The point I want to make is that we have a skills cluster in central Lancashire formed by the university forensic science courses, a forensic team of 30 at Lancashire police headquarters in Hutton, and Euxton forensic science labs, which are a few miles away. The hon. Member for Lancaster and Wyre (Mr. Wallace) made a key comment: we cannot simply close down the labs and assume people will move elsewhere. Forensic science is a specialist area and there are not many areas in the country where people live and do such a job. They cannot move elsewhere. Where there is a cluster of skills, as in Lancashire, it is completely nonsensical to throw that away as if it is meaningless and people can simply get other jobs.
The comment was made that the service is not ready for privatisation. The problem is that if it were privatised, in five or 10 years’ time, some accountant would look at it and would not care about the skill base anyway. They would simply say, “Well, eventually we’ll move everyone to one, two or three offices and they’ll do it all.” To them, it would not matter that people who have done 20 years service and who live in Lancaster, Leyland or different parts of Lancashire are not prepared to move several hundred miles away with their families. People do matter, and we must recognise that people who have dedicated many years of their lives to developing particular skills and using those skills to the service of the public have lives, families and partners. We cannot simply snap our fingers and expect such people to disappear from one end of the country because their place of work has been closed down and there are no alternative jobs in that area.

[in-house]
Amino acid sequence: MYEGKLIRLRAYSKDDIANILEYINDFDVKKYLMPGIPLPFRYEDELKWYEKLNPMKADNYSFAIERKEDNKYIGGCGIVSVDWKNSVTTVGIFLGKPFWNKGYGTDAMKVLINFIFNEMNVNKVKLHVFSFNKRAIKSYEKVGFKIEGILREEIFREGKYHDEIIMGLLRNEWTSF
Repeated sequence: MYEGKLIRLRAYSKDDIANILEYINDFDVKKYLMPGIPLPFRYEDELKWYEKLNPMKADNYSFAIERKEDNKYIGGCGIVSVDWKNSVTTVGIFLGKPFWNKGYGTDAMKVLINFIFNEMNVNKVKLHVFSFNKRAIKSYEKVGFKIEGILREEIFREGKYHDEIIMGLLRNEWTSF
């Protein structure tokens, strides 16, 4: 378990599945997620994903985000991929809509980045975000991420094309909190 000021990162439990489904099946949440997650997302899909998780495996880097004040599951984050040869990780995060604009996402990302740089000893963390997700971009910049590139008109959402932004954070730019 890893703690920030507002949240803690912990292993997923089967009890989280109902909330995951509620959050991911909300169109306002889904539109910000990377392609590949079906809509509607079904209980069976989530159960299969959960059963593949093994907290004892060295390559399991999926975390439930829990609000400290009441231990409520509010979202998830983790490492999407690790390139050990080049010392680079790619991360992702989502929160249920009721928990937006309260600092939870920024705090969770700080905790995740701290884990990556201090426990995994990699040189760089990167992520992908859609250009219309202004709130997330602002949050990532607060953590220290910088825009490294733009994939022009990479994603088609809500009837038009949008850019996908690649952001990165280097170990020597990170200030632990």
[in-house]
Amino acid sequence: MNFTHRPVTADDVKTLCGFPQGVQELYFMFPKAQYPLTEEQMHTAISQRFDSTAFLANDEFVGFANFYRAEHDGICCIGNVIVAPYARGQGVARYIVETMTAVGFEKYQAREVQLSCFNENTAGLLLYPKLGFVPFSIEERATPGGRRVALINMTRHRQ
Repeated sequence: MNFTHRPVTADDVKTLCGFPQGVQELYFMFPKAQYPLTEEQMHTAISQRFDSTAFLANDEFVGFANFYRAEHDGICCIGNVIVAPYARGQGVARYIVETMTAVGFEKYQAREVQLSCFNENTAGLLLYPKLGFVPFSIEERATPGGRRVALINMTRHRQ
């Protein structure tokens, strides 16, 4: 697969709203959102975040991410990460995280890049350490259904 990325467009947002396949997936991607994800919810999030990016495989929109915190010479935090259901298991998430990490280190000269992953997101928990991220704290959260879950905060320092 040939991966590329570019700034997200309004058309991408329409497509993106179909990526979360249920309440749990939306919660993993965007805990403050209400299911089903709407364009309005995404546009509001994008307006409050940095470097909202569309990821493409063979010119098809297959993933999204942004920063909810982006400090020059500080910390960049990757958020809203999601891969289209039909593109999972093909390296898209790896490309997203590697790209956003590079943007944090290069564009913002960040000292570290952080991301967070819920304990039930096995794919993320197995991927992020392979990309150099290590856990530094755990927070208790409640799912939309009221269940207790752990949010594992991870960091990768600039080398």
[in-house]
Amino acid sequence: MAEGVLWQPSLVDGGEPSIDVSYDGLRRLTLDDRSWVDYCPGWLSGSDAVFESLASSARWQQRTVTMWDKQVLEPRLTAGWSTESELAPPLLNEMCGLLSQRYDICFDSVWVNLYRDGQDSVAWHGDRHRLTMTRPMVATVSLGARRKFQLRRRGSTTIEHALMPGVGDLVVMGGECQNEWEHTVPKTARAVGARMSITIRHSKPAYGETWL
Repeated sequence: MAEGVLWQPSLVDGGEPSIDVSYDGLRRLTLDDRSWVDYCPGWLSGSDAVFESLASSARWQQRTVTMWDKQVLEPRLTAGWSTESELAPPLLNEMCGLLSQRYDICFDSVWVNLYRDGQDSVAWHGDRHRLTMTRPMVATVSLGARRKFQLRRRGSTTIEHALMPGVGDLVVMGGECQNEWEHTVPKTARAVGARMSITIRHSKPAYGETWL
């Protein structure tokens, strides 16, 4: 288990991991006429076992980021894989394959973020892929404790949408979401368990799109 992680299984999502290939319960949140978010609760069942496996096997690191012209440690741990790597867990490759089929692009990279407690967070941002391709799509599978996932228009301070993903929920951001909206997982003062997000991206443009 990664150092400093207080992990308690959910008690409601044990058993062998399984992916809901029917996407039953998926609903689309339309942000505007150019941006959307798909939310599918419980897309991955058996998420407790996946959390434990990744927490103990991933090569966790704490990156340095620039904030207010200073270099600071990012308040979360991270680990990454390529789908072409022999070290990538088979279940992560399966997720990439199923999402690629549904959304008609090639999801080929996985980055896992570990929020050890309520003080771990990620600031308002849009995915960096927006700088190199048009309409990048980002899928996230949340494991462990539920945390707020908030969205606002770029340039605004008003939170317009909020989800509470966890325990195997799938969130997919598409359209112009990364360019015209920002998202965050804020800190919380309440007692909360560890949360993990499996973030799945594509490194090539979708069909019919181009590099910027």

I cannot see any point at all in the closure of any of these sites. I am sticking up for my constituents who work at Euxton, and I will be doing all I can to stick up for the skills cluster that exists in central Lancashire.
I co-ordinate the Public and Commercial Services Union parliamentary groups. For the past six or seven years, I have been involved in some of the earliest meetings with Ministers to discuss the future of the Forensic Science Service, as have other hon. Members in the Chamber. The issue goes back to when my right hon. Friend the Member for Sheffield, Brightside (Mr. Blunkett) was Home Secretary, and we have gone through a number of Home Secretaries since then.
The original problem occurred because of lack of investment in the Forensic Science Service. That was a long-term issue during successive Governments. A further problem was that deep in the heart of the Home Office there was an ideologically driven desire to privatise.